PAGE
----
KUCHING: WWF-Malaysia is calling on the public to keep animals safe in their natural habitats by not consuming wild meat during the Gawai festival.
Its Sarawak programme leader Dr Jason Hon said this small step would go a long way to ensure the survival of wildlife species for posterity.
“Let us show by example because conservation of our rich biodiversity starts with all of us. Any celebration can be memorable and merry even without the consumption of exotic meat.
“Animals are already facing the threat of becoming extinct because of development and encroachment into their natural habitats,” he said in a statement.
According to Hon, wildlife trading, hunting and unsustainable subsistence hunting may cause Sarawak to lose some of its endangered and vulnerable species.
“The Sumatran rhino and wild cattle or seladang have been hunted to extinction in Sarawak and species such as the clouded leopard, sun bear, civet, helmeted hornbill and pangolin may face a similar fate if they are hunted and traded for meat and body parts,” he said.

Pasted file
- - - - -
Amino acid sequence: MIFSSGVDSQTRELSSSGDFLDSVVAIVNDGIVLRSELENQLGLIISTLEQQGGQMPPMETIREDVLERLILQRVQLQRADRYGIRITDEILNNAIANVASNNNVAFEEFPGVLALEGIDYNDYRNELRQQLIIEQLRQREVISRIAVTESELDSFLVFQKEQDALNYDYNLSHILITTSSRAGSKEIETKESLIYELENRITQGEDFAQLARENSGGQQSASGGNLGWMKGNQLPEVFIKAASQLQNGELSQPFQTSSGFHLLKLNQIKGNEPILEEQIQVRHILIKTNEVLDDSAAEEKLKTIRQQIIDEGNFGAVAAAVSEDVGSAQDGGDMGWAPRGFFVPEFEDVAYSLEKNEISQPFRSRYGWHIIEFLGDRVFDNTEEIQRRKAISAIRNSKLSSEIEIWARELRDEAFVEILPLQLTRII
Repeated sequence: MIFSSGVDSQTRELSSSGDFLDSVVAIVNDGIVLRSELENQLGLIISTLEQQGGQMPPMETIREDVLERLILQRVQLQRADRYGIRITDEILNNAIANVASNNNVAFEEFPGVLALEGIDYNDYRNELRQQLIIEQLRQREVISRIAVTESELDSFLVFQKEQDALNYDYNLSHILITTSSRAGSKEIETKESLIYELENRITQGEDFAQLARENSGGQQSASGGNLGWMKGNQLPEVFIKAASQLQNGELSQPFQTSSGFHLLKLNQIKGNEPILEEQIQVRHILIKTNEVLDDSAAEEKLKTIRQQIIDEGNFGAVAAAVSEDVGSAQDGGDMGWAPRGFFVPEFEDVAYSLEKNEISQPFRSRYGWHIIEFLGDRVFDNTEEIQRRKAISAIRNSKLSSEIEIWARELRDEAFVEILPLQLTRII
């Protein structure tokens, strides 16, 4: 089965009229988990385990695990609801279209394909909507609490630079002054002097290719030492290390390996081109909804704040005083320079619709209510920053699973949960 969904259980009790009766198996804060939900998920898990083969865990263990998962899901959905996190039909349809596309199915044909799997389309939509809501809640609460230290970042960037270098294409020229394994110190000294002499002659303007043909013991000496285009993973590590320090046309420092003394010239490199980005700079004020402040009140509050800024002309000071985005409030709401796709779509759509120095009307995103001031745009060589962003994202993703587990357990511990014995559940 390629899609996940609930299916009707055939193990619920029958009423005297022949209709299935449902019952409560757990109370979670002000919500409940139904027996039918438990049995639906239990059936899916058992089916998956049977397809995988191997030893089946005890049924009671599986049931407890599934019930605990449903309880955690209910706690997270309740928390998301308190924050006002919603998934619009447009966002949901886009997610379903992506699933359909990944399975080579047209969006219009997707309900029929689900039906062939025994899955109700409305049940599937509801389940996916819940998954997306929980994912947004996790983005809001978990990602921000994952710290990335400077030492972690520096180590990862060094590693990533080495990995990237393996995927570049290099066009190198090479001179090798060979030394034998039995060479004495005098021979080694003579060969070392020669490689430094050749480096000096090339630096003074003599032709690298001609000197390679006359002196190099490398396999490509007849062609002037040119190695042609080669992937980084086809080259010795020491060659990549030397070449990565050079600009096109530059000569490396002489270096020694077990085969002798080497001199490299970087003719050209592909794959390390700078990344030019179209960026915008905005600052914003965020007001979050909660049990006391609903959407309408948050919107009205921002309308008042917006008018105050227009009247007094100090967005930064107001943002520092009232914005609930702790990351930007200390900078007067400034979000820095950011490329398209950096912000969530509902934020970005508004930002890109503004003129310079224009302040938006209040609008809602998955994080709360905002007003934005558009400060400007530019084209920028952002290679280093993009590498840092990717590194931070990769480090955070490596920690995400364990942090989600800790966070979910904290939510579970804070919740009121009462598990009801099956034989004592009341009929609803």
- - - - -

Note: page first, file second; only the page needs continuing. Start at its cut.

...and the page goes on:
Hon said while it was understandable for indigenous people in rural areas to hunt, this should be done by taking into consideration the animals protected under the Sarawak Wild Life Ordinance.
“We acknowledge that the forest provides protein to local communities. What is important is not to hunt protected species and to practise sustainable consumption. Do not take more than what is needed,” he said.
He added that when people took more than what they need, there would be an intention to sell the leftovers. This is when the practice becomes wrong as it will create a supply and demand for wildlife meat and parts. Trading of wildlife meat and parts is illegal in Sarawak.
In Sarawak, 279 species of plants and 45 species of animals are listed as critically endangered, endangered or vulnerable on the International Union for Conservation of Nature’s Red List of Threatened Species.
State laws on biodiversity conservation include the National Parks and Nature Reserves Ordinance, Wildlife Protection Ordinance, Forest Ordinance, Natural Resources and Environment (Amendment) Ordinance, Sarawak Biodiversity Centre (Amendment) Ordinance, Public Parks and Greens Ordinance and Water Ordinance for protection of water catchments.
Hon noted that despite these laws, wildlife often made the headlines for the wrong reasons such as wildlife trafficking, illegal trading and hunting.
He urged the public to contact the authorities if they encounter or know of anyone selling wildlife meat and parts.
The public can call the state Forest Department hotline at 1800-88-7777 or Sarawak Forestry Corporation’s hotline at 019-885 9996 (Kuching), 019-829 0994 (Miri), 019-826 6096 (Bintulu) and 019-829 0992 (Sibu) to report suspicious activities concerning wildlife trade.